The Website hosts a number of current and historical resources pertinent to the existing MatML specification, including the MatML Schema Version 3.0 which was announced March 17, 2003. According to the June 5-6 minutes, a MatML Schema Development Working Group is chaired by Doug Fleming (MatWeb). Its (draft) mission is to continue the development of and maintain the MatML materials markup language, including, but not necessarily limited to: (1) Obtaining feedback from commercial application evaluations and implementation trials of MatML; (2) Define specific improvements (revisions and expansions) needed in the MatML schema; (3) Modify the primary MatML schema to meet defined needs; (4) Update the public website schema to reflect agreed upon revisions and advances; and (5) Carry forward the standardization of MatML via OASIS. The WG's members [June 2003] included: Doug Fleming (MatWeb, Chair), Laura Bartolo (Kent State), Chris Hammond (GE), Debbie Mies (MSC Software), Chris Nunez (Centor), and Craig Seymour (Granta Design).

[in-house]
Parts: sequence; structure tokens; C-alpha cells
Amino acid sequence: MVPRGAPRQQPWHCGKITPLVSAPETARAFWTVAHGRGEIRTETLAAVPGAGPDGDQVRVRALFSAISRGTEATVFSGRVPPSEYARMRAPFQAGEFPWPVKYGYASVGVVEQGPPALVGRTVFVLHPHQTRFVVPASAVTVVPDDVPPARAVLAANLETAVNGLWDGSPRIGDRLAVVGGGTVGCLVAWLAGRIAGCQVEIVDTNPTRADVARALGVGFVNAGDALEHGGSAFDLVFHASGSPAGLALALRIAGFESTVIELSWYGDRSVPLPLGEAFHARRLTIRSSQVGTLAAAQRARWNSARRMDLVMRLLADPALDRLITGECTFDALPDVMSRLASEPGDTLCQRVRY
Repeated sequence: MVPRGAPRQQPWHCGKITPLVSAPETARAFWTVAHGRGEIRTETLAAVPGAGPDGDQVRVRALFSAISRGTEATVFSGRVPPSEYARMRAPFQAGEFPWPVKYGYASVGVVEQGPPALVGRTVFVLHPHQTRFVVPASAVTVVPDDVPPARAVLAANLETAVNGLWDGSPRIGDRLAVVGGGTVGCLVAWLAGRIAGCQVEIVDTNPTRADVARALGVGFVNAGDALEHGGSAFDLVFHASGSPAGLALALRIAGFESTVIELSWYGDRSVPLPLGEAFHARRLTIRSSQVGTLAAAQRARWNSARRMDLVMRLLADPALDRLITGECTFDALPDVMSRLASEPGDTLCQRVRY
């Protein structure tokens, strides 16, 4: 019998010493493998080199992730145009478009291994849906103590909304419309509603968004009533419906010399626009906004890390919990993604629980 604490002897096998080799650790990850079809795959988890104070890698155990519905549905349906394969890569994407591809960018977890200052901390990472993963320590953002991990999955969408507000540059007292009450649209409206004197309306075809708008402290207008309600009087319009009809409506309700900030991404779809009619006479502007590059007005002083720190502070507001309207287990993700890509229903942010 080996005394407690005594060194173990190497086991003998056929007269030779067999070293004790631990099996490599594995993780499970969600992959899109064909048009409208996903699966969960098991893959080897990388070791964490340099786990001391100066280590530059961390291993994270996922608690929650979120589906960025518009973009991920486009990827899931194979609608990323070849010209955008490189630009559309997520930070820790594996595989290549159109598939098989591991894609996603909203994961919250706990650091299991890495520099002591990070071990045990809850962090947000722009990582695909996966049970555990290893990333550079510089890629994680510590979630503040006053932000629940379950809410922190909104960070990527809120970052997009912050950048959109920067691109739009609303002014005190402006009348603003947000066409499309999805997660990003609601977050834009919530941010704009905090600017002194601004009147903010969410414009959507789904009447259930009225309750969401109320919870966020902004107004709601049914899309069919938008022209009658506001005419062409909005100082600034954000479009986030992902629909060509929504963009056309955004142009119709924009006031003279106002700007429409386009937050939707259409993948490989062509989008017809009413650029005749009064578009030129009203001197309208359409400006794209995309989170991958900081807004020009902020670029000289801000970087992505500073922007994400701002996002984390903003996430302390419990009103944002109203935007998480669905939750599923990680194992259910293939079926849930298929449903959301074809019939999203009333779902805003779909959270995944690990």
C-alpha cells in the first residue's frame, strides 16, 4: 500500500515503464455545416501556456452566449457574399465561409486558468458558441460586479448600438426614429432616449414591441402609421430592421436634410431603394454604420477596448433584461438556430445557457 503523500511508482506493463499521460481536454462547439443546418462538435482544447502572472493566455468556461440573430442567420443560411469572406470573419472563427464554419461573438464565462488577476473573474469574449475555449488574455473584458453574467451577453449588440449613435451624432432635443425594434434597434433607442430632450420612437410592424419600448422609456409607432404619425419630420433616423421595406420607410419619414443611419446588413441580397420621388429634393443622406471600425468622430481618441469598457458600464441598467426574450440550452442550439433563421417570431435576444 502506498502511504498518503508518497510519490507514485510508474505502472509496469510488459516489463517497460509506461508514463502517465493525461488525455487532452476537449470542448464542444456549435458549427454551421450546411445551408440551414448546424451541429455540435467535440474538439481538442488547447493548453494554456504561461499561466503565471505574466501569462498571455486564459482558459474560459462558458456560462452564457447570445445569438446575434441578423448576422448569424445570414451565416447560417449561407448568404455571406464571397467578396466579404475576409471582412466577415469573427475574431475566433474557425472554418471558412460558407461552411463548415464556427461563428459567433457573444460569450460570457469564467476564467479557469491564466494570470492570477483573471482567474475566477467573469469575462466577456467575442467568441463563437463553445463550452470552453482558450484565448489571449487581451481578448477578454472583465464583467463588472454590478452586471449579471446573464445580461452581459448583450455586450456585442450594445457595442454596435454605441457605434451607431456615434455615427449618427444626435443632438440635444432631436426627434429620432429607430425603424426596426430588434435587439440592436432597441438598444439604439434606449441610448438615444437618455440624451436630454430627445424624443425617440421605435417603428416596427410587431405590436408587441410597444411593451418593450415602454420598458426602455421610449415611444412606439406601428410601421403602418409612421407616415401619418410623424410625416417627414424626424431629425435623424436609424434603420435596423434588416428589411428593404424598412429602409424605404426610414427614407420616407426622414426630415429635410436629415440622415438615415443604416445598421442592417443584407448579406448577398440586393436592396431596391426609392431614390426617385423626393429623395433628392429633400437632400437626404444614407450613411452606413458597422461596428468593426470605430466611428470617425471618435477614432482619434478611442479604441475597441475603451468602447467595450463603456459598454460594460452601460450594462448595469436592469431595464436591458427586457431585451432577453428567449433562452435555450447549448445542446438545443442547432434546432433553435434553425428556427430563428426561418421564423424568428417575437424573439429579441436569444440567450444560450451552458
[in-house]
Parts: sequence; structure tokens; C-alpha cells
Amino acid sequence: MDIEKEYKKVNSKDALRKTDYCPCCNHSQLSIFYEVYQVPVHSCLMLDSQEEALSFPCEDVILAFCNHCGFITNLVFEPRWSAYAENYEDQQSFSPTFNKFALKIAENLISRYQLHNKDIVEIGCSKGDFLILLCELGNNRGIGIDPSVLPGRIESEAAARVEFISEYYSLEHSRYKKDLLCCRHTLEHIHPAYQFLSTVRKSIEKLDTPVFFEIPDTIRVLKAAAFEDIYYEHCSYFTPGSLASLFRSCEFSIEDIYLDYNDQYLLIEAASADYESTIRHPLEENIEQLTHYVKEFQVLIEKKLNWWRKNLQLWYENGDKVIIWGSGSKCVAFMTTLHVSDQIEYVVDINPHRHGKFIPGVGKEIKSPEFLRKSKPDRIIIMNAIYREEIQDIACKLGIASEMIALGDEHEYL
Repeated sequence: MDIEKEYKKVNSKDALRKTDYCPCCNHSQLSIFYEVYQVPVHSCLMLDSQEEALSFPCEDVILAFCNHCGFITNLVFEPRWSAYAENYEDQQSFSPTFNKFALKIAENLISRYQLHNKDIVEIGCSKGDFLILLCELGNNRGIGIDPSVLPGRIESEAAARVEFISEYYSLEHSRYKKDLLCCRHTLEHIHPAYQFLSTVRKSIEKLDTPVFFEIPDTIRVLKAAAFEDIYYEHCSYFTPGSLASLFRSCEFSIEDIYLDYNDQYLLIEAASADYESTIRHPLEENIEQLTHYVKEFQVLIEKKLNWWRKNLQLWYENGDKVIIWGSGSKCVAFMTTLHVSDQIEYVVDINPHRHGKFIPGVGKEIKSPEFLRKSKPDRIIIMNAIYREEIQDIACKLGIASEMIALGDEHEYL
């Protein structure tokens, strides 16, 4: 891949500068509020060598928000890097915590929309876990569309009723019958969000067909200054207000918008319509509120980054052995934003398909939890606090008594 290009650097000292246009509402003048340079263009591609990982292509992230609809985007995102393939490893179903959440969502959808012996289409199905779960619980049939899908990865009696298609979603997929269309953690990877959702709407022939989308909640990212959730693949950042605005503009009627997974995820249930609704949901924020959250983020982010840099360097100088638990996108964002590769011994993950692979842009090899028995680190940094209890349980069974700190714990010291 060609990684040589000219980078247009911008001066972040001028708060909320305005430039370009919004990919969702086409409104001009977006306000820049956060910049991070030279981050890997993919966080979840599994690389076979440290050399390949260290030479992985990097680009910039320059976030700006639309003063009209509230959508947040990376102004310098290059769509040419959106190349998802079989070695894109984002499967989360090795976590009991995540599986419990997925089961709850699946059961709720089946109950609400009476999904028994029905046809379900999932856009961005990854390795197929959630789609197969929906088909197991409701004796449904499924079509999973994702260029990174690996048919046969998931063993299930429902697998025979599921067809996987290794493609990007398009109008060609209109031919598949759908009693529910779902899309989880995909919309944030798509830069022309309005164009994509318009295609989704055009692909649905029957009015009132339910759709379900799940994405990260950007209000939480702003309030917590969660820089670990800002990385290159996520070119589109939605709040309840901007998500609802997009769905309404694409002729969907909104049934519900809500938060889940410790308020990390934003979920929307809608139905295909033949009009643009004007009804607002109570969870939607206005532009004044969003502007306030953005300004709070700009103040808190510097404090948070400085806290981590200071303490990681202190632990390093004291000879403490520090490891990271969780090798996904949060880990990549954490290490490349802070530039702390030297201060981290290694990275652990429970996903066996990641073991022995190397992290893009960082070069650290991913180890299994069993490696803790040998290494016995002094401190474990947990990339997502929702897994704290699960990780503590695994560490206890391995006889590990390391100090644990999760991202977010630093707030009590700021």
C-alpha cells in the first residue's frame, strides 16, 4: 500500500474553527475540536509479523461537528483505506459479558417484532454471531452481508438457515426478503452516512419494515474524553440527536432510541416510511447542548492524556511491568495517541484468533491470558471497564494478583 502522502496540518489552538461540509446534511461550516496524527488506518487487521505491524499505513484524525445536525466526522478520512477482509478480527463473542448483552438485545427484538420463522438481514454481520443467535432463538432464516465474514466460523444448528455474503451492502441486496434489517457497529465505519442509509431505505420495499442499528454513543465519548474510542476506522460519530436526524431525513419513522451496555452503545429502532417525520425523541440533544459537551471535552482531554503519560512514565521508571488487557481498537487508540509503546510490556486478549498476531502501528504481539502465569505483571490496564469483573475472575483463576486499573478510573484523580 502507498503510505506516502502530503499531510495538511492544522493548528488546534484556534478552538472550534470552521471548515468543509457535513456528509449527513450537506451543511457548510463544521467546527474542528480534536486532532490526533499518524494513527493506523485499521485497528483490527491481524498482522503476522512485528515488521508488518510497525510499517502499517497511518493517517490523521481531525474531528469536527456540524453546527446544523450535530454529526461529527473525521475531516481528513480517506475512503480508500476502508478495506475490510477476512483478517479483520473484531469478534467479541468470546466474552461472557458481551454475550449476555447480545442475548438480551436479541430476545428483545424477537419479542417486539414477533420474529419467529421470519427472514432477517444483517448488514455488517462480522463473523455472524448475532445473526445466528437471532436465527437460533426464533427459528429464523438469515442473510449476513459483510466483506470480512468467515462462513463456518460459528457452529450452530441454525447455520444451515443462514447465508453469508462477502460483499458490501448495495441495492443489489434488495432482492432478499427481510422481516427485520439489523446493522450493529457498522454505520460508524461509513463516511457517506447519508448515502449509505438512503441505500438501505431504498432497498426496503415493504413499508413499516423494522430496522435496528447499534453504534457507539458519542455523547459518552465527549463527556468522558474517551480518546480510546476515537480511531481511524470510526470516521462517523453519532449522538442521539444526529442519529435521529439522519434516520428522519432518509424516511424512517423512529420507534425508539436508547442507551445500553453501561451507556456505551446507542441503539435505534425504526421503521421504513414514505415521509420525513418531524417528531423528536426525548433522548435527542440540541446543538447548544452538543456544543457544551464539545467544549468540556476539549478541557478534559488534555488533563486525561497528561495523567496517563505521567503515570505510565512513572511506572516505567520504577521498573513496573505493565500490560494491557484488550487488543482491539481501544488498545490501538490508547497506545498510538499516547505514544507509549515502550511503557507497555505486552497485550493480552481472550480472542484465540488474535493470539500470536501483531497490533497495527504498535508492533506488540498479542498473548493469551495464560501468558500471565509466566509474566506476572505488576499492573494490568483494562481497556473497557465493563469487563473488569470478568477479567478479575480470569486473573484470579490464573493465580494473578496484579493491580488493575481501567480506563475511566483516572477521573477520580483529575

A draft mission statement for the new MatML Coordination Committee was distributed for comment at the June meeting; see the summary minutes of the MatML Coordination Committee, June 5-6, 2003. According to this draft, "The mission of the MatML Coordination Committee is to provide a mechanism for communication, guidance, and collaboration among interested parties for the commercial evaluation and implementation, including specifically:

  • Continuing the development of MatML